[Tutor] Re: Tutor Testing for response from a Web site
Wed Apr 9 03:33:01 2003
> To All:
> How can I test the response of a server on a Web site to a request that
> occurs when I attempt to access the Web site? I am using the Windows XP
> operating system.
> For example, if I select a link to a Web site, the server can respond in
> (I think) only 3 different ways:
> 1) It can simply ignore the request.
> 2) It can honor the request and I can therefore download
> some data, or...
> 3) It might send my PC some other response that I can
> test for in a Python program, that tells the program that the site
> is not accessible or available.
> Here is the code I am using:
> metURL = "http://isl715.nws.noaa.gov/tdl/forecast/tdl_etamet.txt"
> f_object = open("c:\\python_pgms\\plot_guidance\\met_data.txt", 'w')
> print "\nBEGIN DOWNLOADING ETA (MET) MOS"
> metall = urllib.urlopen(metURL).read()
> print "Could not obtain data from Web"
> As it stands now, the program will just say the data is old, when I
really should say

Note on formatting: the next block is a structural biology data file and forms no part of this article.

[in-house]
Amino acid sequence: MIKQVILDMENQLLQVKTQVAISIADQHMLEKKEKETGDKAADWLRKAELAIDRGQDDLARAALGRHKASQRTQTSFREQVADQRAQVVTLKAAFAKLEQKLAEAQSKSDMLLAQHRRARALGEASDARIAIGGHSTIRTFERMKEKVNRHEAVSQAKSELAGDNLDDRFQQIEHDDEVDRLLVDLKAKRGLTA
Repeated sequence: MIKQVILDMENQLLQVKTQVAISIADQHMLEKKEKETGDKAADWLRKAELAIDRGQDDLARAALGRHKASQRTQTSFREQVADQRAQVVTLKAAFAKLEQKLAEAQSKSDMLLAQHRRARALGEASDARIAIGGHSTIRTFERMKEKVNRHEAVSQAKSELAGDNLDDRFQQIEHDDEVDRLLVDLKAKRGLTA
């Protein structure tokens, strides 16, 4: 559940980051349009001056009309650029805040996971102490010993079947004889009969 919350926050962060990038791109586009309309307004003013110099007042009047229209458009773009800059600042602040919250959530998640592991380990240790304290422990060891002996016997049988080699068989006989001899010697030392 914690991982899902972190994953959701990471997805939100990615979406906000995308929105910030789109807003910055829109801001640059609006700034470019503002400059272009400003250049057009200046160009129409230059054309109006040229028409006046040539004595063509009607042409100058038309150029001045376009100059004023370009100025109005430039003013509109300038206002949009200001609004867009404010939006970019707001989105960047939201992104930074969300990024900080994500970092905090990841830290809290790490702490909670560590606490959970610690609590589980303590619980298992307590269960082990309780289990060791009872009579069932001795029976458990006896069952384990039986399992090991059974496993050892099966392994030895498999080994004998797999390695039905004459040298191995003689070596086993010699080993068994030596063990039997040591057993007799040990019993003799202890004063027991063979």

> something like "could not connect with the site."
> What additional test(s) can I perform to catch other responses from a
> server, especially one in which the server will not honor my request?
first tip: use "/" rather than "\\" in your paths, it'll make your life
easier and your code more portable! Python makes sure that the path is
correct. Does anybody know why Microsoft / Seattle Computer Products
decided to use "\" instead of "/" as a path separator in QDOS? Was it like
this in CP/M?
I don't understand how your script can say that the data is old - you
aren't comparing it with anything but the reason it's not telling you if it
can't connect is that your except clause catches everything. If Python
can't open a url it will raise an IOError: [Errno socket error] host not
found for invalid hosts but not an error message for missing pages - they
just return empty strings when read. If I understand you correctly, you
want to know if a file is on the server and if so how old it is. To do this
you need to look at the http-header returned by the server and
urllib.urlopen() is too high level for this. Like many things in Python
urllib actually uses other modules to do the work for it, ie. the sockets
module to make connections. Depending on what you want to do you might want
to use sockets directly but you should also look at urllib2 which is
supposed to be customisable for exactly this kind of thing.